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Dissecting the SELECT query syntax in T-SQL

With so many possible options and extensions, translating complex SELECT statements can be a challenge. DBAs can clear the air by breaking them down piece by piece.

The SELECT query is one of the most complex statements in the T-SQL language. As you most likely know, it performs the task of retrieving information from a table in a database.

SELECT is a targeted operation that has a zillion options, including several that are vendor-specific. This means that nearly every database vendor – including Microsoft – has its own special extensions to the syntax. Therefore, vendor-specific SELECT queries can pose quite a challenge for admins, so here’s an example of a worst-case SELECT statement:

SELECT TOP 10 PERCENT c.CustomerName,c.Address,o.OrderDate
FROM Customers c INNER JOIN Orders o ON c.CustomerID = o.CustomerID
WHERE o.OrderDate > '2010-01-01' AND o.Status LIKE '%Open%' AND
c.CustomerID IN (SELECT CustomerID FROM LoyalCustomers) ORDER BY
o.OrderDate DESC, o.Status ASC

It’s a lot to read, right? Well, here’s the broken down version:

SELECT TOP 10 PERCENT c.CustomerName,c.Address,o.OrderDate
  Customers c INNER JOIN Orders o ON c.CustomerID = o.CustomerID
  o.OrderDate > '2010-01-01'
  AND o.Status LIKE '%Open%'
  AND c.CustomerID IN
    (SELECT CustomerID FROM LoyalCustomers)
  o.OrderDate DESC,
  o.Status ASC

Below is an even more detailed rundown of what’s going on with this SELECT query statement. This can also be used as kind of a template for interpreting other SELECT queries you may need to translate:

  • The SELECT keyword starts things off, telling us that this is a data-retrieval query.
  • The TOP 10 PERCENT part is optional and many queries don’t include it. This tells SQL Server to grab only the first 10% of the rows that match the query after sorting them as specified. Other vendors’ database products usually won’t include this Microsoft-specific extension. Instead, they’ll add a LIMIT clause to the very end of the query.
  • The three field names specify the columns that will be included in the query’s results. The c. and o. are nicknames, or aliases, for two tables in the database, so we’re getting two columns from one table and one column from the second table.
  • The FROM clause tells us which tables are included in the query.
  • Customers c specifies the Customers table, and assigns it an alias of “c” for this query. This is the only place where the “c” alias is defined and the definition only applies to this query. This is what allows us to enter c.CustomerName in the column list. If we didn’t specify an alias, we’d have to type “Customers.CustomerName” using the full table name, which is inconvenient to type.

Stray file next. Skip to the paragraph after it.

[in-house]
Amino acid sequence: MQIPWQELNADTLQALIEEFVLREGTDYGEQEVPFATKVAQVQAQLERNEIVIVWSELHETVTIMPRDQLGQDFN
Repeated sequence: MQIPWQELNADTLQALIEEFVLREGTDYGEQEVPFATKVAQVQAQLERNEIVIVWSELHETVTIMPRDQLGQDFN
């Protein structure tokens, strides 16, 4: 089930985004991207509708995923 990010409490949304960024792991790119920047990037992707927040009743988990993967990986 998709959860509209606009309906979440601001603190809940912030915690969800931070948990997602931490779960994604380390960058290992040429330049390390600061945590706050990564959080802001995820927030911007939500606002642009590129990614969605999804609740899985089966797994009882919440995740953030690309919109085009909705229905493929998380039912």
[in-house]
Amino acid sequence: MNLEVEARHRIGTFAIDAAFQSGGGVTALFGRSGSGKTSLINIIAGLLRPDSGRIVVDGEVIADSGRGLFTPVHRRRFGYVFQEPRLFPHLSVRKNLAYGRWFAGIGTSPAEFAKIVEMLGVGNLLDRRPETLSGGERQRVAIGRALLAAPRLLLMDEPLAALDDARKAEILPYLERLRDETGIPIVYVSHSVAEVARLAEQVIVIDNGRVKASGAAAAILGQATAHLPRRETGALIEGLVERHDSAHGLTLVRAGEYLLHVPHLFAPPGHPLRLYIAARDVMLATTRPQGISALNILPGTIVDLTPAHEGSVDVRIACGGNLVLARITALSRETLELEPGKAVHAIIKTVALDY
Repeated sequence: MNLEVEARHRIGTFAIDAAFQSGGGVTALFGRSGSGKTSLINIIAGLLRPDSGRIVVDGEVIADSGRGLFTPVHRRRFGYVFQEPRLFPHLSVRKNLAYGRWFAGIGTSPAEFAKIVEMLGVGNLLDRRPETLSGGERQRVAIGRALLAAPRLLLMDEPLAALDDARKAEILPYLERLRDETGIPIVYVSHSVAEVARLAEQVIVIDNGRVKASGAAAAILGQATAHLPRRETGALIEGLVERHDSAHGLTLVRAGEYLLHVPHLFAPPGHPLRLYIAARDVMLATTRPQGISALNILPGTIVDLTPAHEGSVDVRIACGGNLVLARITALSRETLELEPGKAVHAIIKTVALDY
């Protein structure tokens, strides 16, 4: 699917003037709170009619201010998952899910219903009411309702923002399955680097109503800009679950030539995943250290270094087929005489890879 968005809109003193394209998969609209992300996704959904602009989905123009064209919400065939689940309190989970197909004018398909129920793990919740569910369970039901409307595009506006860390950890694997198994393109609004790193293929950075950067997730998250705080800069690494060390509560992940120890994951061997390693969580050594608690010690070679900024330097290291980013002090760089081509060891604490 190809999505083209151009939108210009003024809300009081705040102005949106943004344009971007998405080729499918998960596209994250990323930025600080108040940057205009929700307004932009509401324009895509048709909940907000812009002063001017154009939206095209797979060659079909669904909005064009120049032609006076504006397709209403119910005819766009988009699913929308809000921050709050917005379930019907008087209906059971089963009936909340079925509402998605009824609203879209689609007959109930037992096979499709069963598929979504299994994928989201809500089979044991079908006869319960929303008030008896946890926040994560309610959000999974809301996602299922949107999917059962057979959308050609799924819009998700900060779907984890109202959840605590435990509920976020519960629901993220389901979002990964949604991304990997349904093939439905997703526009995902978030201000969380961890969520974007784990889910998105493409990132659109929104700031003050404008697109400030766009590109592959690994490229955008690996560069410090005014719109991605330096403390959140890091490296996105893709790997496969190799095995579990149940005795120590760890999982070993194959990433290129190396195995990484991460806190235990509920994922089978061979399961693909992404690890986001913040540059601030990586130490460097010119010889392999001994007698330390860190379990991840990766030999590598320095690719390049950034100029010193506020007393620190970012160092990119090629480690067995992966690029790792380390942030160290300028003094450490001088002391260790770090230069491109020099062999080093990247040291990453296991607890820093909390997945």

• The INNER JOIN means that the query will only include those rows that have a matching value in the CustomerID column in both the Customers and Orders tables. By joining these two tables, we can get a result set that lists every order placed by every customer.
  • In this example, the WHERE clause specifies three criteria that must be met in order for rows to be included in the result set. The first two, which filter by OrderDate and Status, are pretty straightforward. Note that dates are enclosed like strings in single quotes, and the greater than (>) operator means “later in time” when used in date comparisons. Also notice the use of the LIKE operator, which permits percent (%) to be used as a string wildcard.
  • The third WHERE criteria is a subquery. Since it’s in parentheses, it will be executed first and its results will be used in place of the subquery. The IN operator checks to see if the value – the CustomerID, in this example – exists within a list of possible values. Here, that list is created by the subquery, so we’re only getting order information for orders placed by customers who are in our LoyalCustomers list.
  • Finally, the ORDER BY clause changes the sort order. It’s sorting OrderDate in descending order first – meaning newer dates are first – followed by the Status field in ascending order. Ascending is the default, so if you don’t see DESC or ASC, then it’s ascending.

These SELECT queries can get complicated, but by breaking them down they’re a lot easier to interpret and figure out.

Miss a tip? Check out the archive page for Don's series, SQL Server for the Reluctant DBA.

Don Jones is a co-founder of Concentrated Technology LLC, the author of more than 30 IT books and a speaker at technical conferences worldwide. Contact him through his website at

This was last published in August 2010

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